404.php — a design for when your content is not found, known as a 404 status error.

front-page.php — used if you’re designating a static page in your WordPress > Settings > Reading settings.

home.php — the default design for your home page.

page.php — the default page design.

page-{slug}.php — will apply this template design to the page with the matching URL slug.

search.php — the default search results page design.

 


WordPress Blog Template Pages:

 

If you’re going to blog as well, you have many more theme template options that you can develop:

archive.php — the default design to display posts by category, by author, or by date if no other templates are designed.

archive-{post-type}.php — if you’re implementing Custom Post Types, this is how you can customize the design for the archive listing.

attachment.php — the default design to display an attachment that’s been uploaded to the media library (other than an image).

author.php — the default design for a single author.

category.php — the default design to display posts for a category.

comments.php — the default commenting template used throughout the blog.

date.php — the default design to display posts by date, if used in the permalink structure.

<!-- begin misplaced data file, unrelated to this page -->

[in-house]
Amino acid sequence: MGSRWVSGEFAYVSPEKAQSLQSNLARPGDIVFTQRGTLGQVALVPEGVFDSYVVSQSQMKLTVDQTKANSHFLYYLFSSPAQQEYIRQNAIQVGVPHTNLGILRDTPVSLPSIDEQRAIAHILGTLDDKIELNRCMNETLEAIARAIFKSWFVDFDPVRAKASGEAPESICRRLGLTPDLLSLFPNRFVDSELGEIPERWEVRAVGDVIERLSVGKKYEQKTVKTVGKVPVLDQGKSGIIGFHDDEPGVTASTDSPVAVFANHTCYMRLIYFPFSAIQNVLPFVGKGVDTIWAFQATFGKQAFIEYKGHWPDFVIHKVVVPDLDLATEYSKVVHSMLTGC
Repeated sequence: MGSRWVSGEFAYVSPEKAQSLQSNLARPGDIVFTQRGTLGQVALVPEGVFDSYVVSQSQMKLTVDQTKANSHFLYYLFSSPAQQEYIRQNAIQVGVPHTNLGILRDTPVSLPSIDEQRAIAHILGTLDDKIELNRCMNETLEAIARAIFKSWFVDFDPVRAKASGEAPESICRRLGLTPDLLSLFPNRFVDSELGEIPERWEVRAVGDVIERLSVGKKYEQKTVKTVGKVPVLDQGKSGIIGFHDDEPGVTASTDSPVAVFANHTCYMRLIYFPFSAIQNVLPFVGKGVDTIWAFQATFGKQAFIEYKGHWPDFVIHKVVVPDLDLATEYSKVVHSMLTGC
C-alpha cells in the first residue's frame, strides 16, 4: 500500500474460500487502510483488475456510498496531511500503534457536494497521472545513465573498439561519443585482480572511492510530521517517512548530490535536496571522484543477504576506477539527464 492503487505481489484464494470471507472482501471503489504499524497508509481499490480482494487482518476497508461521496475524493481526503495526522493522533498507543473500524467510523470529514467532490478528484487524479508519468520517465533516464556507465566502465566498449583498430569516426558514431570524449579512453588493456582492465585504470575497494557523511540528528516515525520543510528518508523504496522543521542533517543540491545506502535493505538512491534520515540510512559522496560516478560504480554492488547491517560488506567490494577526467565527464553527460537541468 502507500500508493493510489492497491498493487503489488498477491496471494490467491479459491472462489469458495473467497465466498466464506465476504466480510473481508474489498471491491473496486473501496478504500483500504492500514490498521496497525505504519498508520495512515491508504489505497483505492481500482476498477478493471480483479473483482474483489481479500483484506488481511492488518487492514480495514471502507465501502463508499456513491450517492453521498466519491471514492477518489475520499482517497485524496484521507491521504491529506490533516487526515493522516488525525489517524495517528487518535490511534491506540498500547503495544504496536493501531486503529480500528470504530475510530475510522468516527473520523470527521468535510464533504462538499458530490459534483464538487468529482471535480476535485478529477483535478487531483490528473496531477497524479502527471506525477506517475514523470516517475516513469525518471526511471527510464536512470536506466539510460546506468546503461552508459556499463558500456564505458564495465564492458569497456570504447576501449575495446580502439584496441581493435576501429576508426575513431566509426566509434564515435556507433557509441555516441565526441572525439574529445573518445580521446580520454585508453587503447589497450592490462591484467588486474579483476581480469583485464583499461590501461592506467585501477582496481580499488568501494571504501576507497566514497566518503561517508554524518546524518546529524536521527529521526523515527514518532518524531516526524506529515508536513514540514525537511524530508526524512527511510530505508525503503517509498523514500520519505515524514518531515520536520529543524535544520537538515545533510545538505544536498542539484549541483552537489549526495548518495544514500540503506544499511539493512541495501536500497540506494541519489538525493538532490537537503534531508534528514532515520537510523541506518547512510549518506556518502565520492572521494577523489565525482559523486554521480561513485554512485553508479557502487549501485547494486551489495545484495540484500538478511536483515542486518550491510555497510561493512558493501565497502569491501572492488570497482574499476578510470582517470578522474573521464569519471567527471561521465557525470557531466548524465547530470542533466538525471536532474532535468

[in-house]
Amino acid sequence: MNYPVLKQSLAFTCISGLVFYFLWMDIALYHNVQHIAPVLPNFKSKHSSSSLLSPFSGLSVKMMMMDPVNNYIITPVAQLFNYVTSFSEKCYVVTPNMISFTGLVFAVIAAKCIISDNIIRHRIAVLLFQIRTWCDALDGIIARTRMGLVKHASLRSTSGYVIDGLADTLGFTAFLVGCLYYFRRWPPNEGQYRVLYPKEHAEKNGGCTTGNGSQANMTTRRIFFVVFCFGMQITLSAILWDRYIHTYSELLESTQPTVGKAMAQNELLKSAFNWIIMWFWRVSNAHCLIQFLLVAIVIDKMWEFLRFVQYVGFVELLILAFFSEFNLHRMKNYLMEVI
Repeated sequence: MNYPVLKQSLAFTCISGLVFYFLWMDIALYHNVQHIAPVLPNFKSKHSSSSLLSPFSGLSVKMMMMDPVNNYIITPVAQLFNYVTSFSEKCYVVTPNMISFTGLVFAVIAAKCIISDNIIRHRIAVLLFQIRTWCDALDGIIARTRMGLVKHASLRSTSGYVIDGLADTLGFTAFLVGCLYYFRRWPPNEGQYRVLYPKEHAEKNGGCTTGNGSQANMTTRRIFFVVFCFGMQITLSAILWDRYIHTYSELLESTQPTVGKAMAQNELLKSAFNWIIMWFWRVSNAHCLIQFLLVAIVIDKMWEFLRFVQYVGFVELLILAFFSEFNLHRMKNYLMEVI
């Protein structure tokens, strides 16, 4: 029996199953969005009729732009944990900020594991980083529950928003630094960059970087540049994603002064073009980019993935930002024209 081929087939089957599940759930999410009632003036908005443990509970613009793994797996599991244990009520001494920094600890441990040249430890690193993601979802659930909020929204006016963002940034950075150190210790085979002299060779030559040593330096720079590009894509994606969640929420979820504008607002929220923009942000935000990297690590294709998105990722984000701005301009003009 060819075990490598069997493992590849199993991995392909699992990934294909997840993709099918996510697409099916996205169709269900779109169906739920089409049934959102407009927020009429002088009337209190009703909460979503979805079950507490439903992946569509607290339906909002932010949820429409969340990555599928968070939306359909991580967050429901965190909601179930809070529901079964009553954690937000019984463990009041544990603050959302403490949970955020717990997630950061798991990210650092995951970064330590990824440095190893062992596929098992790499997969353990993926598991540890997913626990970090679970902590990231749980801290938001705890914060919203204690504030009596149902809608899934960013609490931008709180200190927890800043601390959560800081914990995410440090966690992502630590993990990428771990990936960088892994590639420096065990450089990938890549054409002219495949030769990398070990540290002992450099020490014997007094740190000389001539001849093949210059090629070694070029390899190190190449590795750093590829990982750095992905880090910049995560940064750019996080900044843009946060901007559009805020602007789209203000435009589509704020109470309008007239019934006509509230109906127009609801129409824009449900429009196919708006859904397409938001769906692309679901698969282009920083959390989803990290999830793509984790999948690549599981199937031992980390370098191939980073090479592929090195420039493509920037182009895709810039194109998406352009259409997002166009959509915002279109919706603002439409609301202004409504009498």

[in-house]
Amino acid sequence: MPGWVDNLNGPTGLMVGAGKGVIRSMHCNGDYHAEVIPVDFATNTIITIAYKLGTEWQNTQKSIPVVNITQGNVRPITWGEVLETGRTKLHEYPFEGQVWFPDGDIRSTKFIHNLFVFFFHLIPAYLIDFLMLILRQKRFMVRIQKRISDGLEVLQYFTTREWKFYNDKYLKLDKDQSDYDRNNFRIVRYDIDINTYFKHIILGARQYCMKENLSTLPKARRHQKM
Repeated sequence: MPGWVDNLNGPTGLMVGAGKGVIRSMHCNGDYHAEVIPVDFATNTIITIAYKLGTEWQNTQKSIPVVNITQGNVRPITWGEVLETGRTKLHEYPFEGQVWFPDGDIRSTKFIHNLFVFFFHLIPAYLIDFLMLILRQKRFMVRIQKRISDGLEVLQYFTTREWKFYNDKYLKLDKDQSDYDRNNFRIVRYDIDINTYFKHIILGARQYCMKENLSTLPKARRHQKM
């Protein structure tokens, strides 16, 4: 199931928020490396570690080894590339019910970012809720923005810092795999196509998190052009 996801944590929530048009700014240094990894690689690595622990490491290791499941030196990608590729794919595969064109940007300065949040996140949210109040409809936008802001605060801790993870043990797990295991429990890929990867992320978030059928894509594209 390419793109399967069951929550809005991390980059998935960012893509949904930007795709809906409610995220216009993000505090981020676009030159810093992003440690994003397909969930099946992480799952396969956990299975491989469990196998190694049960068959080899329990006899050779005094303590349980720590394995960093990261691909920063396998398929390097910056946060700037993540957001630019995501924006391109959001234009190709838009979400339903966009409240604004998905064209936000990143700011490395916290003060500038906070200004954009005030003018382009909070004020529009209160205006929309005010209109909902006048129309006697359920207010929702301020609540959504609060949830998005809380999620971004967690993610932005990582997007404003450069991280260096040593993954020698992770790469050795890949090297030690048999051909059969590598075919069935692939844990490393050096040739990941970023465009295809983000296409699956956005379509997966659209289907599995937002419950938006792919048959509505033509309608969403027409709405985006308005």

image.php — the default design to display an image that’s been uploaded to the media library.

single.php — the default design for a single post.

single-{post-type}.php — if you’re implementing Custom Post Types, this is how you can customize the design for the single version.

tag.php — the default design to display an archive of posts by tag.

taxonomy.php — the default design to display an archive of posts by a custom taxonomy.


 

WordPress Child Theme :

 

A child theme in WordPress is a sub-theme that inherits all the functionality, features, and style of its parent theme. Child themes are a safe way to modify a WordPress theme without actually making any changes to the parent theme’s files. When the parent theme gets updated, changes made in the child theme are preserved and applied on the updated version as well. This is why child themes are the safest and best way to make changes to an existing theme. Rather than modifying theme files directly you can simply override them with the templates in the child theme.

In order to make a child theme you must create a folder in your themes directory for your new theme. In this folder the only file you need is style.css. In the header of the style.css file you can specify the parent theme by adding a template line into the comment code where the theme name is written. Because this style sheet is included after the style sheet of the parent it will override any styles in the parent theme’s style.css file.

In order to apply the modifications, the child theme has to be activated. The parent theme will still include any functionality that hasn’t been overwritten by the child theme.

There are thousands of themes available for WordPress. You can see many of them in the WordPress.org theme directory. And, using the files and tips noted here, you can tailor them to meet your exact needs.